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Schools fundraising drive nets $446,000
Vashon Island School District won’t lose a single teaching position next year, thanks to a whirlwind fundraising effort that raised more than $446,000 in the last six weeks.
School district officials had proposed a budget that would see seven full-time equivalent employees lose their jobs. Now, only one custodian will be laid off, said Superintendent Michael Soltman on Friday, a day after the school district officially closed its aggressive fundraising campaign.
“All teachers are being restored,” Soltman said. “I’m just delighted by the way our community pulled together to provide this funding. I think it shows that we’re committed to having quality schools, and we’ll do what we can to take care of that.”
Without the donated funds, the school district had planned to cut several electives at the high school, half the district’s preschool program and some of the counselors or librarians at all three schools.
But thanks to a cadre of volunteers who banded together to seek out donations large and small from Island families, individuals, businesses and off-Island families, the district nearly achieved its ambitious fundraising goal of $500,000 in just six weeks.
The district continues to accept money through PayPal and check donations; some, like fundraiser and donor Martin Koenig, are sure that the $500,000 benchmark will soon be reached.
“The generosity of people on this Island has been quite astounding,” he said. “If those funds were not raised, the implications would have been very serious. ... The advanced placement classes, the chemistry, the physics, the advanced math, the four years of a foreign language, the debate program — that’s what we have here that’s so appealing.”
Classes at Vashon High School that were restored thanks to the community fundraising drive include:
• Creative writing
• Percussion ensemble
• Theater arts I and II
• Musical theater production.
At McMurray, drama and leadership courses were restored, and science class sizes will remain the same size they were this year, rather than expand by several students per section.
program was re-stored, as a music and art specialist slated to be laid off will return to the school next year.
And Chautauqua’s preschool, a four-day-a-week program that serves students with special needs alongside normally developing children, had been slated to reduce to a half-day program, rather than one with both morning and afternoon sessions. But it, too, will retain the same schedule it had last year because of the money raised.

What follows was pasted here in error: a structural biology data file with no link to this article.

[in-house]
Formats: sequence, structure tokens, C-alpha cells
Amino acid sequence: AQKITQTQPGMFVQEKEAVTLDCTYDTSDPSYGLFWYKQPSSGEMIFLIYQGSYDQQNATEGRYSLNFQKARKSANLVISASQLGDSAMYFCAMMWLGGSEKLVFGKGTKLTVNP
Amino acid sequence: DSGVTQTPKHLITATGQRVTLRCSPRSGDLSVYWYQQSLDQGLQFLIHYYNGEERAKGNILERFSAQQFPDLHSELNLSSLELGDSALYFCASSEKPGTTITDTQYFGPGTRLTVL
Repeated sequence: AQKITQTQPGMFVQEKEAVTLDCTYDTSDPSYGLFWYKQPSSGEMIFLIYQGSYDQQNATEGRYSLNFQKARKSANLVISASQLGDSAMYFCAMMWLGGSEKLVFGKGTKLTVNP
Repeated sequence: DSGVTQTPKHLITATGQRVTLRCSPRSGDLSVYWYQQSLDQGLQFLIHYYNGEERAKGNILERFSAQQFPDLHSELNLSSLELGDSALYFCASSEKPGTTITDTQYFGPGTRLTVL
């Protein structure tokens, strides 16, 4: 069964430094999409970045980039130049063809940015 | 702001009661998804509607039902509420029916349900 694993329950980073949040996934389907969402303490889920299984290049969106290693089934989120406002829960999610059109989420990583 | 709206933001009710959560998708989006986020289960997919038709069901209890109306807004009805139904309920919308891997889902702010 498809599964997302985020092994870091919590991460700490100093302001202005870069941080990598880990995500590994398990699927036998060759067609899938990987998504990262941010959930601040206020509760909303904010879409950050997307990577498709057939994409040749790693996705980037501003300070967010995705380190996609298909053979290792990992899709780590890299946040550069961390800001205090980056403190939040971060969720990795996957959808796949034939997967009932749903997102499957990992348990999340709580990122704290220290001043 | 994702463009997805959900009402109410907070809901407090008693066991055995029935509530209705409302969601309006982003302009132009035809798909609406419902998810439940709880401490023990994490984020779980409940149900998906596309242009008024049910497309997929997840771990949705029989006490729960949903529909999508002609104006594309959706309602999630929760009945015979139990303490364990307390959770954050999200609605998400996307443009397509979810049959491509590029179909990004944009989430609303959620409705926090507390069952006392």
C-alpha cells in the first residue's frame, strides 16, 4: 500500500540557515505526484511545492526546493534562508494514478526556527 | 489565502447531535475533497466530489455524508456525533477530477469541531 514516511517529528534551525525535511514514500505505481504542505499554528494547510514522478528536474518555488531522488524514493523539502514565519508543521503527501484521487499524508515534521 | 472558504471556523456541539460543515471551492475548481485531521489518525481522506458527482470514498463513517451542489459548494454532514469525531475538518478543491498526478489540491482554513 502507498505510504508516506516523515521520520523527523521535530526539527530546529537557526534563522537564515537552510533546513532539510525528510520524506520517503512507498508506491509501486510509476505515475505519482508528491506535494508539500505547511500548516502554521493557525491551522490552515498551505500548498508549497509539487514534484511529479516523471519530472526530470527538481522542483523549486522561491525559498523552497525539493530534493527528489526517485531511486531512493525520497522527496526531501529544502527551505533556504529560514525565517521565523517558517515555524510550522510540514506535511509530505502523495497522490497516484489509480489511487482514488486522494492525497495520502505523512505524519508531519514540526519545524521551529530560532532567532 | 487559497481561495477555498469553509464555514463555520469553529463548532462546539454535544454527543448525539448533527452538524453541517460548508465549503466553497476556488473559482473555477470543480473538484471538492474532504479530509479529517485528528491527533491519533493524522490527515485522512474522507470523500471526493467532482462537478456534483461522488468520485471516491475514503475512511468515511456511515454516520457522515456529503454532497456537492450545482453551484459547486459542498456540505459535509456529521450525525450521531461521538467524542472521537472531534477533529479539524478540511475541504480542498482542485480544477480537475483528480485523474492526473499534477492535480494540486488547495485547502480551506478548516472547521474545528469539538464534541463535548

Across the board, teachers, school district officials and parents were thrilled that some of the core educational values they hold dear will be upheld at Vashon schools next year.
“I’m so excited — I was laid off, and I was told yesterday that I am going to be brought back,” said teacher Joleen McCauley on Friday. She used to teach middle-school humanities, but was moved to kindergarten last year. She’ll return to the middle school in the fall.
“I think it’s such a united front for the community that we did this,” she added.
Board chair Laura Wishik, who is also the mother of two children, said the results of the community fundraising drive are “heartwarming.” She credited Soltman for carrying out the drive.
“This means that we can continue some of the programs that people really value and care about,” Wishik siad. “I think it’s fantastic. It means people really care about education on Vashon.”
At a special school board meeting held on Thursday, July 1, Wishik brought up an issue that she said has been perplexing some community members. Why, she asked, despite careful nips and tucks to the budget, has the overall school district budget grown $900,000 from 2009-10 to 2010-11?
The answer, she learned from Soltman, is a complex one. The two biggest components of the budget’s growth are out of officials’ control. Employee-related costs like “step increases” — where teachers are paid more for each year of employment — and benefit cost increases make up a large portion of the budget increase.
A seemingly technical budget shuffle makes up another large chunk of the increase. Certain items and improvements have been budgeted out of the district’s general fund, but will eventually be reimbursed by the district’s capital fund, Soltman said.
“I think it’s critical for both the board and the public, when they see in tight economic times a nearly $1 million increase, to understand why,” Wishik said.
Soltman and staff plan to give a presentation on the budget increase to the school board at its next meeting on July 22.
Looking ahead, Soltman and others are grateful for the nearly $500,000 donated that will be used to keep valued teachers in the classroom.
Still, Soltman added, the fundraising doesn’t end now.
“There’s still this gap until the Legislature meets its Constitutional duty to fully fund education,” he said. “Our goal should be to raise $500,000 to $600,000 annually for the next few years.”
A team of Islanders is working to create a Vashon schools foundation that would manage a fund off which the school district could draw interest, he said. He expects the foundation to be up and running within a year.
“Similar to other communities, ... we could have annual fundraising campaigns and events,” Soltman said. “The foundation board would have to determine what that would be.”
Schools could win money in contest
Vashon Island School District could win up to $250,000 from Chase Bank if people vote for the school district in a Facebook contest. Visit apps.facebook.com/chasecommunitygiving/
and vote for “Vashon Island Schools Foun-dation.” Islanders have until Monday, July 12, to vote. The top 200 vote-getters will be awarded $20,000 or more, and the overall winner will receive $250,000. Winners will be announced July 13.